06
Apr
09

Deacon’s DVDs: First-Person View

Not feeling deep today. So, time for another edition of “Deacon’s DVDs.” This time around, we’ll be talking about a few selections from the sometimes praised and often reviled genre of “shaky camera cinema” as I sometimes like to call it.

These would be movies in which all (or the vast majority) of the film is as seen through a camera wielded by a character in the movie. Now, I don’t know how many flicks there are out there using this style, but it’s grown in popularity over the years, and I’m sure it existed before what I consider the “grandmama” of shaky camera films—The Blair Witch Project—but regardless, I can only recall having seen three such movies so those are the ones I’ll talk about, and all three are pretty much thriller-style movies (horror and/or action).

The reasons many people hate these kinds of movies run the gamut. Some hate when the camera is shaky, as realistic as that might be, because it makes the film jumpy. Some think it is simply contrived. Some think it limits the creative power of the movie by limiting the point of view. Some think it’s just a lazy way to avoid complex editing of scenes (though I suspect this kind of movie is every bit as hard to plan and edit).

So, here they are, my three picks for shaky camera movies worth seeing: The Blair Witch Project, Cloverfield and Quarantine. Since I saw them in that order over the years, that’s the order in which I’ll tackle them. If any one y’all have any shaky camera movies you want to share thoughts on, post in the comments, please.

The Blair Witch Project

Done on a shoestring budget with, if I recall, a cast of three complete no-names, this movie had a plot and outline, but with most (if not all) of the dialogue movie-poster_blair-witchimprovised by the actors. This is perhaps the visibly “shakiest” of all shaky camera movies, as the actors portray three film students out to shoot a documentary about the Blair Witch, some old scary story about some witch in the woods, using a fairly basic camera. The basic plot, summarized in a quick bit of on-screen text before the movie even begins, is that all three were lost in the woods and their bodies never found, though their film equipment was. The idea is that the amateur footage was put together to form the movie.

Because of the raw nature of the camera work and the realistically “low-quality” nature of the recordings themselves, this movie was very effective at establishing the idea that it all really happened. In fact, for quite some time early on after the film’s release, a fairly large number of people thought the events really did happen and the filmmakers did all they could to encourage this notion.

This is without a doubt a horror movie. But what is interesting is that you never see a monster or witch or villain of any kind. What you get are strange events and sounds and the increasingly terror-struck reactions of the three student filmmaker characters. That, along with the mythology of the Blair Witch that the characters recount and the spooky nature of the woods, makes for a very tense atmosphere.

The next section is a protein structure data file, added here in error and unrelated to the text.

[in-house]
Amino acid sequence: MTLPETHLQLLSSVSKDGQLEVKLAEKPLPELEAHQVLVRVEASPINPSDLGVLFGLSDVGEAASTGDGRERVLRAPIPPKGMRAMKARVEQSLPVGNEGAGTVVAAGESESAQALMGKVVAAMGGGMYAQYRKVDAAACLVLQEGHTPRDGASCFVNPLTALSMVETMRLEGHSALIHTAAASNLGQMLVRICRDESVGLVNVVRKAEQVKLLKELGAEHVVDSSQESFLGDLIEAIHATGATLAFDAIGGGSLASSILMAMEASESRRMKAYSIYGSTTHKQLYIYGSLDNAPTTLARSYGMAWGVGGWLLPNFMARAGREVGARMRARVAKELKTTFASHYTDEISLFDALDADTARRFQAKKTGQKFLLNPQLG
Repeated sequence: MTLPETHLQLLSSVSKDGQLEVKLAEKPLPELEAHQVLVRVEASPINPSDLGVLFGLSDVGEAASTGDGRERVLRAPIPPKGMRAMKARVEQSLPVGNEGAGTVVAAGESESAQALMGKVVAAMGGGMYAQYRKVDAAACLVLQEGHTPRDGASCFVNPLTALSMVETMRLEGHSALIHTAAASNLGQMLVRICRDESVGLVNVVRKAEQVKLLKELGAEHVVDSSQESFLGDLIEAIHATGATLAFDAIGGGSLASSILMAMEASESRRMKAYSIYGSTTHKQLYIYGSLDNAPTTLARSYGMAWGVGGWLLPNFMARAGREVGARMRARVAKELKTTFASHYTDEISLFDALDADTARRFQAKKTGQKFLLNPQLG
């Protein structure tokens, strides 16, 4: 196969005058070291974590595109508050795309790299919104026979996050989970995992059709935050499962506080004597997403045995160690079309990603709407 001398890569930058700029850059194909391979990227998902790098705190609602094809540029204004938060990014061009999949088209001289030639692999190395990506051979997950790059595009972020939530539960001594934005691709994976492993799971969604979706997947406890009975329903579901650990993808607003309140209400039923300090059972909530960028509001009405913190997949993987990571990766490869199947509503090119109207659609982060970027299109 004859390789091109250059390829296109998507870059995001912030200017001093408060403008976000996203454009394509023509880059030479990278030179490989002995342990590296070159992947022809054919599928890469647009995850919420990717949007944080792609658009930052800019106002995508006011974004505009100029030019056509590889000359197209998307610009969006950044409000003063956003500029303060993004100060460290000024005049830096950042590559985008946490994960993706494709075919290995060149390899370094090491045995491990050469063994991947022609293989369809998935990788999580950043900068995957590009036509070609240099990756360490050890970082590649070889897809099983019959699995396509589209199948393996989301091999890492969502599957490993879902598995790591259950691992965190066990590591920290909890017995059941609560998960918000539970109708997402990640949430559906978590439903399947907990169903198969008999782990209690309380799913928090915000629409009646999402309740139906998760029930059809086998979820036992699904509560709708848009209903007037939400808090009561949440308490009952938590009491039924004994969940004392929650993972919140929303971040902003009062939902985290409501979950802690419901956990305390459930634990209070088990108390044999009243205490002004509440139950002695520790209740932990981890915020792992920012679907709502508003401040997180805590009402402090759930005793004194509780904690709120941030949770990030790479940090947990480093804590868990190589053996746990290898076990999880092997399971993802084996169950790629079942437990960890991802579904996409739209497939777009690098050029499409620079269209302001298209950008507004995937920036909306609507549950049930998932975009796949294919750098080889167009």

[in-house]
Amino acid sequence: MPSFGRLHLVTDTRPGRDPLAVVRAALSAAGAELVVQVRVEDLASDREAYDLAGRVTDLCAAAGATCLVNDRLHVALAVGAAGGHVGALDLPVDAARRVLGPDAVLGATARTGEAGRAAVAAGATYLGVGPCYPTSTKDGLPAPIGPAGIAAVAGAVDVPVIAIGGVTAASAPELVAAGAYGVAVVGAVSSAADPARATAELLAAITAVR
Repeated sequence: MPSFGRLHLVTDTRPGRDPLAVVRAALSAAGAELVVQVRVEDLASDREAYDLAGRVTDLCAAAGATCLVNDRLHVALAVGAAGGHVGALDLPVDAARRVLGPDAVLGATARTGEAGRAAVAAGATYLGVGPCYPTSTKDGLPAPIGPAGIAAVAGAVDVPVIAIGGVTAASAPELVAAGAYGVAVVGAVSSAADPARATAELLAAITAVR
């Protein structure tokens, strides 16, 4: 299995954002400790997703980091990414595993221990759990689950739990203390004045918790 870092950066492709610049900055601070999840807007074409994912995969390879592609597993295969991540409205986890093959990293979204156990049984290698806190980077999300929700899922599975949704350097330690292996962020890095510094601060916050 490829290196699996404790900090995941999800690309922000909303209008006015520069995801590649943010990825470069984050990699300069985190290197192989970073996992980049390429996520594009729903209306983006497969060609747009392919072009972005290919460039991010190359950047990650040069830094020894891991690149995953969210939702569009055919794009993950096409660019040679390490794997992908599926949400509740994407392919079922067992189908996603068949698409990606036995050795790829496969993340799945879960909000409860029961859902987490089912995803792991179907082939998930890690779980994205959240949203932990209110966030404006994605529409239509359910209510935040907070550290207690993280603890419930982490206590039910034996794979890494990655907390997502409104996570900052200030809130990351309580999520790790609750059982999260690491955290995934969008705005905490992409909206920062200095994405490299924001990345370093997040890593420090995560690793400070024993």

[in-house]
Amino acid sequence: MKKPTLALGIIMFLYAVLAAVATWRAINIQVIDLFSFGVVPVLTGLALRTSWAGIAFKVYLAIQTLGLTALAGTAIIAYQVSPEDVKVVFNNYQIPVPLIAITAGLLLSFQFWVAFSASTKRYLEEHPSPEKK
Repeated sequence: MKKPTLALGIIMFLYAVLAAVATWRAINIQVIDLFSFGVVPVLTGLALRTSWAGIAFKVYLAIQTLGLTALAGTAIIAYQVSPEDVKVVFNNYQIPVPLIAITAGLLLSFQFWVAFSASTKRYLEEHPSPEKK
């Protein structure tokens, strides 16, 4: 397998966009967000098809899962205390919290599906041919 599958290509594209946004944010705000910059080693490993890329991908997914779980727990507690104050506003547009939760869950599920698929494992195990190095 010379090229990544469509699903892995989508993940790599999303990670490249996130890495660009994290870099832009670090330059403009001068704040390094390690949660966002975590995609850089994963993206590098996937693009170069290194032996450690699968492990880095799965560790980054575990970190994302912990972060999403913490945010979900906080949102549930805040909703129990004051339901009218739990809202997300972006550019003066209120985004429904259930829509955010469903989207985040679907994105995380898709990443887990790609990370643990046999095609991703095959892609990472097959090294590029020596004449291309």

This is a movie that creeped me out for some time, and I respect it for that, particularly because it did so without resorting to the kinds of formulas that most horror movies trot out (gore, people or monsters appearing suddenly from nowhere, special effects razzle-dazzle, etc.).

You really feel a growing sense of doom, and the final scene of the movie is a chill inducer indeed.

Cloverfield

To start with, I have three major complaints about this movie, though in the end, none of them really diminished my enjoyment of it. First, the movie is film-quality, much better than probably any hand-held camera owned by a character could ever hope to achieve, even a top-end movie-poster_cloverfieldone, so that right there rings false (especially when compared to Blair Witch). Also, it’s way too convenient how both the battery and the tape lasted as long as they did. Theoretically, I suppose, the length of the movie (at least after the monster appears) is the length of their experience, but it still rings false somehow. Finally, why the hell would they be filming all this while they are trying to survive? I mean, really, the characters in Blair Witch had an excuse. For most of the movie, they are filming a documentary and they expect to go home in one piece. And even toward the end, they are filmmaking students and one can expect a certain degree of filmmaking ego or their desire to film the world driving them to record everything. In Cloverfield, none of that applies.